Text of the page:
Funnily enough, it was only earlier this year that I finally completed DS9, Voyager and Enterprise. Still haven't found any of TAS.

Anonymous said...

As a kid, I was aware of Star Trek thanks to a coloring book received as a gift around age 6, and catching bits of The Wrath of Khan on The Movie Channel when visiting Dad one summer at age 10. I remember liking The Voyage Home after seeing it with my cousins, but Trek didn't click with me until my sophomore year of high school. After seeing the TV special Star Trek: From One Generation to the Next, I began watching TOS repeats in earnest every weeknight and TNG every Saturday. The rest, as they say, is history...

--De

Anonymous said...

My father attended McGill University with William Shatner. They appeared together in a number of plays (most notably 'Julius Caesar,' in which Shatner played Antony and my father played Brutus). So Star Trek TOS was a big deal in our Montreal household.

It was the first television show I ever watched. We even got a brand new colour television specifically to watch "Bill's show" in 1966. The first episode I recall was 'The Corbomite Maneuver.' That fake giant head gave me nightmares for weeks.

Siskoid said...

That's awesome! Now we all feel one Kevin Bacon closer to Star Trek!

Brendon Wright said...

TOS was almost constantly repeating in the 70's on NZ telly it seemed, so they were a VERY familiar childhood experience.
Occasionally as an adult I was mystified to find whole episodes I HADn't seen.
I had some of the gold key comics and a comic book with a 45RPM record, the artwork was amazing. Probably Neal Adams or something. The record is now SO SCRATCHED it's unuseable.
The motion picture ads were a familiar fixture on the back of my Donald Duck Comics, and the "comeback" film seemed kinda "WoW! These guys are SO old now and coming out of retirement!" It was weird to see Kirk's hair all swishy. It wasn't fun like the "live theatre" feel of the TV version though, so it gave me mixed emotions.
My mates and I would later skip school to watch "Wrath of Khan" over and again on VCR. We'd frame advance the graphics of the amazing graphics to see the guy slowly disintegrate when he was shot by a phaser down on the Genesis planet. Amazing. Never got better than that. Can't sit through any of it now!

TNG was cool enough, but being 17 I remembered seeing "the real thing" so I felt I had a trick up my sleeve the kids who watched "this new thing" had no clue about. I'm pretty sure there are whole seasons I've missed, not having any telly when I left home to study for a year or two.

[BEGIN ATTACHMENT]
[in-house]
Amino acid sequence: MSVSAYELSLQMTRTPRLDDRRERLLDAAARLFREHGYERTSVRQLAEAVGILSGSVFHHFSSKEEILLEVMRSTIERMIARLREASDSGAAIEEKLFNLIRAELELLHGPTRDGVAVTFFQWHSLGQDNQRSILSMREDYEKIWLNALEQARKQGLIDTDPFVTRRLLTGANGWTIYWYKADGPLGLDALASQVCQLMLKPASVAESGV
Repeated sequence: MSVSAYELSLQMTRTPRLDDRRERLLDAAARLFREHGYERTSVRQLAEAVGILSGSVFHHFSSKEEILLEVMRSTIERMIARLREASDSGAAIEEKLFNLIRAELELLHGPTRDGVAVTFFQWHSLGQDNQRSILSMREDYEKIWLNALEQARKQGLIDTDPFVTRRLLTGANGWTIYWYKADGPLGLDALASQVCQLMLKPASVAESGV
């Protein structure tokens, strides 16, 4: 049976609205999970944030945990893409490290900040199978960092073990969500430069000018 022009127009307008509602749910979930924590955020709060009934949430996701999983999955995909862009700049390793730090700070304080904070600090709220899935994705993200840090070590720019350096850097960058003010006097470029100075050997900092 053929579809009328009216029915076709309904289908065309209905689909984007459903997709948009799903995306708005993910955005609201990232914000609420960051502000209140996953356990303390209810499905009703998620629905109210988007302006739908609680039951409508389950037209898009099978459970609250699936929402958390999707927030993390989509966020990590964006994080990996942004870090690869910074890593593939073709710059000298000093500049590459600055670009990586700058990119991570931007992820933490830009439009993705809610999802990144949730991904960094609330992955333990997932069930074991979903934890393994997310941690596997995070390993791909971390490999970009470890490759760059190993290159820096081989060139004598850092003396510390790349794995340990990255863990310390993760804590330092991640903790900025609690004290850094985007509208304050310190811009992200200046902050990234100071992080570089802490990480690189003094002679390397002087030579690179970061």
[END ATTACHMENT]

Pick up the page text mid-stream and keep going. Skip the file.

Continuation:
My favourite memory of "this new thing" was a amazing psychological thriller: Riker was undergoing interrogation at the hands of some unknown alien dudes, he'd escape only to find he imagined it. The whole episode was dreams within dreams within dreams. I don't know HOW many layers it had, but it was SUPREME!
Never seen it again, hope it's still as good.




Brendon Wright said...

BTW, my eldest son now owns far more ST DVDs than I've actually seen. I'm no longer the most knowledgeable trekker in the family....

Siskoid said...

Pass it on!

Oh, and that was Frame of Mind. Yep. Still excellent
https://siskoid.blogspot.ca/2007/08/star-trek-254-frame-of-mind.html

Brendon Wright said...

Ah! Thanks for that. I'll get my boy to dig it out for me.

I've still read more ST novels under my belt than him. But MAN, the Shatner audiobook narrations are to DIE for. He's SO GOOD!

Stu Ordana said...

I was born in 1967. I can remember coming home from school in the mid-70s and my oldest sister was watching some crazy space show. But I didn't get interested in it. I am assuming either due to Star Wars or reading the short story Arena by Fredric Brown in Readers Digest, I finally got interested in science fiction. Because during middle school I was watching Star Trek whenever I could. It was on Saturday afternoons and late Sunday nights. The late Sunday night episodes were interspersed with comments from my parents to shut the TV off and get to bed. I was hooked on Star Trek and science fiction from then on. I can remember discussing the end of The Wrath of Khan with my driving instruction teacher in the summer of 1982. And after reading The Lord of the Rings in 9th grade, I was hooked on fantasy and D&D.